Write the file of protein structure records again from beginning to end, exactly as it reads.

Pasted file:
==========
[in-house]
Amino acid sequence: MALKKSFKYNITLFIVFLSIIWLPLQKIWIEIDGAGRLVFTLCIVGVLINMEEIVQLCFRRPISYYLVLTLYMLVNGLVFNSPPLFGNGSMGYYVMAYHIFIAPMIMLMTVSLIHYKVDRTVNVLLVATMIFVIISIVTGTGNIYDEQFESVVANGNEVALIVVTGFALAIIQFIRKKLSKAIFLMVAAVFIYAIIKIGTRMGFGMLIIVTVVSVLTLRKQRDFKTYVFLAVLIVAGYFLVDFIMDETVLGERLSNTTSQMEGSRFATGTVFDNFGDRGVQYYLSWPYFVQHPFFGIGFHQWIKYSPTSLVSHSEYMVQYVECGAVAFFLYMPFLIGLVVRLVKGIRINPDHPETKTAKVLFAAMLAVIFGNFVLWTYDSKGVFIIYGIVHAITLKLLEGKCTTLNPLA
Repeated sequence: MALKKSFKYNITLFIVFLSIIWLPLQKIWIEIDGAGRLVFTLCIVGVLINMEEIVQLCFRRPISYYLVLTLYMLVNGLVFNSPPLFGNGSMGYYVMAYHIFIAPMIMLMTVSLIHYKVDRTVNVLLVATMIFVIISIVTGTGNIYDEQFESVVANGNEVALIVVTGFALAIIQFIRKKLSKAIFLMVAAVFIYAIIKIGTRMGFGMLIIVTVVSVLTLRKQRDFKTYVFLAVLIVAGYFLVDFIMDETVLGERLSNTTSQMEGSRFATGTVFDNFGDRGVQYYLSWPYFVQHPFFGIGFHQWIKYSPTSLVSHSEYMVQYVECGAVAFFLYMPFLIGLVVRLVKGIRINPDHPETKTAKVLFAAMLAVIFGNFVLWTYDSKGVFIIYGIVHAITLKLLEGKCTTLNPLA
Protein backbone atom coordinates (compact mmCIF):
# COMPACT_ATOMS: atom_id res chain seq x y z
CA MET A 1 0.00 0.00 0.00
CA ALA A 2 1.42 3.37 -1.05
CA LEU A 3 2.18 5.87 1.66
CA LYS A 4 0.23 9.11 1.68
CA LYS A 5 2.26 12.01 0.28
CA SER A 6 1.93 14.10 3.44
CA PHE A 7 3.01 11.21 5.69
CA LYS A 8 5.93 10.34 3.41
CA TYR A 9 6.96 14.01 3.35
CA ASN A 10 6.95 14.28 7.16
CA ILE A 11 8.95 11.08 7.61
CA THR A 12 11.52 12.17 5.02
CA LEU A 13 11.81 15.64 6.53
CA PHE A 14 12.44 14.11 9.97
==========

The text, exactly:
[in-house]
Amino acid sequence: MALKKSFKYNITLFIVFLSIIWLPLQKIWIEIDGAGRLVFTLCIVGVLINMEEIVQLCFRRPISYYLVLTLYMLVNGLVFNSPPLFGNGSMGYYVMAYHIFIAPMIMLMTVSLIHYKVDRTVNVLLVATMIFVIISIVTGTGNIYDEQFESVVANGNEVALIVVTGFALAIIQFIRKKLSKAIFLMVAAVFIYAIIKIGTRMGFGMLIIVTVVSVLTLRKQRDFKTYVFLAVLIVAGYFLVDFIMDETVLGERLSNTTSQMEGSRFATGTVFDNFGDRGVQYYLSWPYFVQHPFFGIGFHQWIKYSPTSLVSHSEYMVQYVECGAVAFFLYMPFLIGLVVRLVKGIRINPDHPETKTAKVLFAAMLAVIFGNFVLWTYDSKGVFIIYGIVHAITLKLLEGKCTTLNPLA
Repeated sequence: MALKKSFKYNITLFIVFLSIIWLPLQKIWIEIDGAGRLVFTLCIVGVLINMEEIVQLCFRRPISYYLVLTLYMLVNGLVFNSPPLFGNGSMGYYVMAYHIFIAPMIMLMTVSLIHYKVDRTVNVLLVATMIFVIISIVTGTGNIYDEQFESVVANGNEVALIVVTGFALAIIQFIRKKLSKAIFLMVAAVFIYAIIKIGTRMGFGMLIIVTVVSVLTLRKQRDFKTYVFLAVLIVAGYFLVDFIMDETVLGERLSNTTSQMEGSRFATGTVFDNFGDRGVQYYLSWPYFVQHPFFGIGFHQWIKYSPTSLVSHSEYMVQYVECGAVAFFLYMPFLIGLVVRLVKGIRINPDHPETKTAKVLFAAMLAVIFGNFVLWTYDSKGVFIIYGIVHAITLKLLEGKCTTLNPLA
Protein backbone atom coordinates (compact mmCIF):
# COMPACT_ATOMS: atom_id res chain seq x y z
CA MET A 1 0.00 0.00 0.00
CA ALA A 2 1.42 3.37 -1.05
CA LEU A 3 2.18 5.87 1.66
CA LYS A 4 0.23 9.11 1.68
CA LYS A 5 2.26 12.01 0.28
CA SER A 6 1.93 14.10 3.44
CA PHE A 7 3.01 11.21 5.69
CA LYS A 8 5.93 10.34 3.41
CA TYR A 9 6.96 14.01 3.35
CA ASN A 10 6.95 14.28 7.16
CA ILE A 11 8.95 11.08 7.61
CA THR A 12 11.52 12.17 5.02
CA LEU A 13 11.81 15.64 6.53
CA PHE A 14 12.44 14.11 9.97